£75
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How, W.W.; Wells, J., (eds.): A Commentary on Herodotus with Introduction and Appendixes. In Two Volumes: Volume I (Books I-IV); Volume II: (Books V-IX). Oxford: Clarendon Press, 1950; 1949. Reprint. 2 vols. Small 8vo. (184 x 120mm), pp. xxii, 456; viii, 446 + maps. Red cloth, gilt-lettered to a sunned spine. Endcaps starting to wear, edges dusted & with one or two tiny stains, bumped to corners & to fore-edge of Vol. II, hinges of Vol. I loosening & separating between gatherings at gutters to Vol. II, almost split at pp. 256/7, but all binding still holding. Ownership inscriptions of C.D.N. Costa in ink to front paste-downs & two more, crossed-out and illegible to ffep of Vol. I. One or two pencil markings, not obstructing text. Third, corrected reprint of the first, 1912 edition.   Ref: 51107 
£40
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How, W.W.; Wells. J., (eds): A Commentary on Herodotus. Vol. I (Books I-IV); Vol. II (Books V-IX). Oxford: Clarendon Press, 1928. Corrected impressions. 2 vols.Small 8vo., pp. xii, 456; viii, 444. Cloth, gilt-lettered, spines slightly faded, corners bumped, some shelf wear, edges dusted, very good. Ownership inscriptions to J. L. Caskey in pen to f.f.e.p.s.   Ref: 48825 
£40
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Hurst, André (ed.): Pindare. Genève: Vandœuvres, 1985. 8vo., pp. 355. Blue cloth, gilt-lettered to spine, near fine. Gift inscription to f.f.e.p. and publication advertisment slip loosely inserted. In the series Entretiens Sur L'Antiquité Classique, vol. XXXI.   Ref: 50349 
£30
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Hyperides (Blass, F., ed.:); Iamblichus (Pistelli, H., ed.): Orationes Sex cum Ceterarum Fragmentis; In Nicomachi Arithmeticam Introductionem Liber ad Fidem Codicis Florentini. Lipsiae [Leipzig]: Teubner, 1894. Third edition. 2 works bound as 1. 8vo., pp. lv, [i], 176; [ii], ix, [i], 195, [i]. Slightly later green cloth, authors to spine in gilt. Endcaps a little worn, some shelf-wear but very good. Ownership inscription of William Mackenzie, Magdalen College dated May 1933 to ffep.   Ref: 51245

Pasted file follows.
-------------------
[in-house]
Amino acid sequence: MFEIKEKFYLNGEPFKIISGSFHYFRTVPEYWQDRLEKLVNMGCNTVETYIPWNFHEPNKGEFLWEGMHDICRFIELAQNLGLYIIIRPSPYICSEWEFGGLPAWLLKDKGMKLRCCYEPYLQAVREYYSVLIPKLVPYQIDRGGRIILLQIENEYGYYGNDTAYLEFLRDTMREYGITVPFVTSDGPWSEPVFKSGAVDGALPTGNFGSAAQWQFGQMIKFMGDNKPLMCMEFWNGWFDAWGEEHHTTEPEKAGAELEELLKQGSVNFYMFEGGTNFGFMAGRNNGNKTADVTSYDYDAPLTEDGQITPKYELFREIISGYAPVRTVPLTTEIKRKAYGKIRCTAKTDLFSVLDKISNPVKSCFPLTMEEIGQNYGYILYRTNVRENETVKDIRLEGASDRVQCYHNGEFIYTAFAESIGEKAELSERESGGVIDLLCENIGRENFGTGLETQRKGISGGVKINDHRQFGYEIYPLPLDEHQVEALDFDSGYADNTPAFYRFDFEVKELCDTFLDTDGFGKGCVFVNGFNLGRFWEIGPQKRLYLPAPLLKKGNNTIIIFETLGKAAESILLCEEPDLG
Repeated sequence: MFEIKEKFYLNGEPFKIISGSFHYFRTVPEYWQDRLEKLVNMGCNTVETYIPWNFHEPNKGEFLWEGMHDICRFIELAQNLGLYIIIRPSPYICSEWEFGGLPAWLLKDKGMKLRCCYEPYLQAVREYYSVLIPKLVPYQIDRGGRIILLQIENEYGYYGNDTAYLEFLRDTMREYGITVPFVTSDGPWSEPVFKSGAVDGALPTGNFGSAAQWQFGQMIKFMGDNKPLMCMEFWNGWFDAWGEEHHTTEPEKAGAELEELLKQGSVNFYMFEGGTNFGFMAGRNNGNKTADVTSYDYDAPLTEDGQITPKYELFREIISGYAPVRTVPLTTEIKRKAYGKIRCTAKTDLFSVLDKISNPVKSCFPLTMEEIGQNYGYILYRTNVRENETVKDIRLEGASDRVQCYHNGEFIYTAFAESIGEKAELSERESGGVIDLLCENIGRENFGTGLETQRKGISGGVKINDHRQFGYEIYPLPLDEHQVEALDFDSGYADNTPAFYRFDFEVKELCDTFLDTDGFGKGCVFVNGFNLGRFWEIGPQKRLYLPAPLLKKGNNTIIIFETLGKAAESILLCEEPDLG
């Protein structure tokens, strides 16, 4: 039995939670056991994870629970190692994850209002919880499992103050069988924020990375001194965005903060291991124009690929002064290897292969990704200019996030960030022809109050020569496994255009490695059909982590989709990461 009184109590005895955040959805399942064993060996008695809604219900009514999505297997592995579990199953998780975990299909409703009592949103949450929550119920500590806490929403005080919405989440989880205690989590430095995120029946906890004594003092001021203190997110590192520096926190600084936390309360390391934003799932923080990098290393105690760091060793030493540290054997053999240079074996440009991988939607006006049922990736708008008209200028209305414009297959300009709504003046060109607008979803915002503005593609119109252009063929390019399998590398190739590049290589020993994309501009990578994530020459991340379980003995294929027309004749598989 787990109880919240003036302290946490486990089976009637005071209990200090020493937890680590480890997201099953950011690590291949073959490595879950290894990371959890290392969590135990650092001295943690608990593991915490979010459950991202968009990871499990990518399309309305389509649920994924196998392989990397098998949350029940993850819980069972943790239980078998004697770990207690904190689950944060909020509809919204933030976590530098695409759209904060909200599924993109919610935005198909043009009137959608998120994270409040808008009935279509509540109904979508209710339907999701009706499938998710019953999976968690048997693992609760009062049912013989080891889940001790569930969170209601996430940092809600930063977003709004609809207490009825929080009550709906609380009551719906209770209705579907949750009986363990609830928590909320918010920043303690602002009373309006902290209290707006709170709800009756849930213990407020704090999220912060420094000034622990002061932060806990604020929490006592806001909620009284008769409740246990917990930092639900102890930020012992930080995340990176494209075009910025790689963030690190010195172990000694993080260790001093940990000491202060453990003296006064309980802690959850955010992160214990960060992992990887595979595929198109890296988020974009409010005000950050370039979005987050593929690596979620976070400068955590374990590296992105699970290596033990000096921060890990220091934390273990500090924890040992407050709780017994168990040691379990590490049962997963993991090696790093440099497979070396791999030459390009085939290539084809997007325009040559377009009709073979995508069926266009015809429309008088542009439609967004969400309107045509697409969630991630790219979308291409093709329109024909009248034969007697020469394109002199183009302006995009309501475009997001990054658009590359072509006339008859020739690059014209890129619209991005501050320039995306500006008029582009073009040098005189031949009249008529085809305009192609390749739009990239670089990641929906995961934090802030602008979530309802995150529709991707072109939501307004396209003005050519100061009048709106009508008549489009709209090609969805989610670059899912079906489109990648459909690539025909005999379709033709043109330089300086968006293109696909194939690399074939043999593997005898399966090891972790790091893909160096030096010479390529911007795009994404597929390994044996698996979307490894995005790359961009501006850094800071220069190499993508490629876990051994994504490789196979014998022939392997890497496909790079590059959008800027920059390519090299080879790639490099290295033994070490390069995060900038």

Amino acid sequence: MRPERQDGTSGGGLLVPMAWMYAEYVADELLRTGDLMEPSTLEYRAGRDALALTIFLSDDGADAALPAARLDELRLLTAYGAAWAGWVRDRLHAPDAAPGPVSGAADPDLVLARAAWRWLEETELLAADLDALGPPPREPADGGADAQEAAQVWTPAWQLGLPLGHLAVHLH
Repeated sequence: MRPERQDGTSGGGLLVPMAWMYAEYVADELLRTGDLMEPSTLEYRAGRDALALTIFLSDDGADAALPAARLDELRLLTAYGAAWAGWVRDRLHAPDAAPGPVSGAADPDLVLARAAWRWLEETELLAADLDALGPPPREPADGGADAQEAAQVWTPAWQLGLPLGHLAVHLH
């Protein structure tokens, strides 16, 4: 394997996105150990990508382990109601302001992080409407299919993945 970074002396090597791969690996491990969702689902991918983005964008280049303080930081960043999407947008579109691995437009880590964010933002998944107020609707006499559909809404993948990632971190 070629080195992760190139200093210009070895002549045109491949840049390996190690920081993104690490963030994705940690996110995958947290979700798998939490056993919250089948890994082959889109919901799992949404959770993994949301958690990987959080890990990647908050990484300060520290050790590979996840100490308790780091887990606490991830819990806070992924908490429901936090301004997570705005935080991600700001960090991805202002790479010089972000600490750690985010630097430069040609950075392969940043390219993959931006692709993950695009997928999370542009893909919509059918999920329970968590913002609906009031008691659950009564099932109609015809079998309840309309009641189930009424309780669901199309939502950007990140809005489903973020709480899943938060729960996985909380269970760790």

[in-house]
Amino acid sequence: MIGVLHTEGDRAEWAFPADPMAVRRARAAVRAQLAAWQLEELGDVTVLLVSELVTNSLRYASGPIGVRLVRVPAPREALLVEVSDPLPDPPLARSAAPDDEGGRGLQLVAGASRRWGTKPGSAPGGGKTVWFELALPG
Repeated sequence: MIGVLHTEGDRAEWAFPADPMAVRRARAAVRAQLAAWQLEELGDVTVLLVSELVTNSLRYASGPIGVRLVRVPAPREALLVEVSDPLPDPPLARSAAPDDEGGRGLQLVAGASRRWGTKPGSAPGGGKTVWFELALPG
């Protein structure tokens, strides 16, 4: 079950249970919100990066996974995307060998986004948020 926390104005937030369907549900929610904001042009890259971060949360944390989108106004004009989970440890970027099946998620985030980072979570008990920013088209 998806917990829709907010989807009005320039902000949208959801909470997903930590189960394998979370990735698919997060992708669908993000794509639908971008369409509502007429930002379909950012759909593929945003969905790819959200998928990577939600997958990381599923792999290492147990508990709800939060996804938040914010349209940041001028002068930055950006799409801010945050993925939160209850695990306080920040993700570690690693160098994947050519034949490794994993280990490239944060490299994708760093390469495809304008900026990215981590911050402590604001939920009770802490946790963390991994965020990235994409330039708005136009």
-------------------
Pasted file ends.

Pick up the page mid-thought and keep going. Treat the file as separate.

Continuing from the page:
£15
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Ignatius of Antioch, Saint: (Smith, Thomas, & John Pearson, eds.:) Epistolae genuinae, juxta exemplum Mediceum denuo recensitae [...] accedunt acta genuina martyrii S. Ignatii, epistola S. Polycarpi ad Philippenses, et Smyrnensis ecclesiae epistola de S. Polycarpi martyrio; cum veteribus latinis versionibus, & annotationibus Thomae Smithi. Oxonii [Oxford] e Theatro Sheldoniano 1709. First edition thus. 4to., pp. [xiv] 117 [iii]. Text in double column, Greek and Latin. Horizontal tear in one leaf partly through one line of text (no loss), some light spotting. Contemporary calf, panelled in blind, plainly rebacked and corners repaired, old leather rather scratched, red morocco label, old endpapers preserved. Small old ownership inscription of John Maddocks(?) to title-page, one leaf with a long manuscript note in an old hand. The letters of St. Ignatius of Antioch, second bishop after St. Peter of Rome; the edition contains notes by John Pearson (1613-1686), "probably the ablest scholar and best systematic theologian among Englishmen of the seventeenth century" (CDNB), author also of an important defence of the authenticity of Ignatius's letters (1672). Thomas Smith, editor (1638-1710), sometime fellow of Magdalen College Oxford, was librarian of the Cottonian library. Dibdin calls it "A very excellent edition; with some new and inedited notes of Pearson." Dibdin (4th edn.) I 178.   Ref: 39548  show full image..
£600
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Innes, Doreen; Hine, Harry & Pelling, Christopher (eds.): Ethics and Rhetoric. Classical Essays for Donald Russell on his Seventy-Fifth Birthday. Oxford: Clarendon Press, 1995. First edition. 8vo., pp. xviii, 378. Cloth, gilt-lettered, edges lightly dusted, almost fine.   Ref: 49482 
£65
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Innes, Doreen; Hine, Harry & Pelling, Christopher, eds.: Ethics and Rhetoric. Classical Essays for Donald Russell on his Seventy-Fifth Birthday. Oxford: Clarendon Press, 1995. First edition. 8vo., pp. xviii, 378. Black cloth, gilt title to spine, edges lightly dusted, very good. Dust-jacket, spine lightly sunned, shelf wear, very good.   Ref: 51927 
£65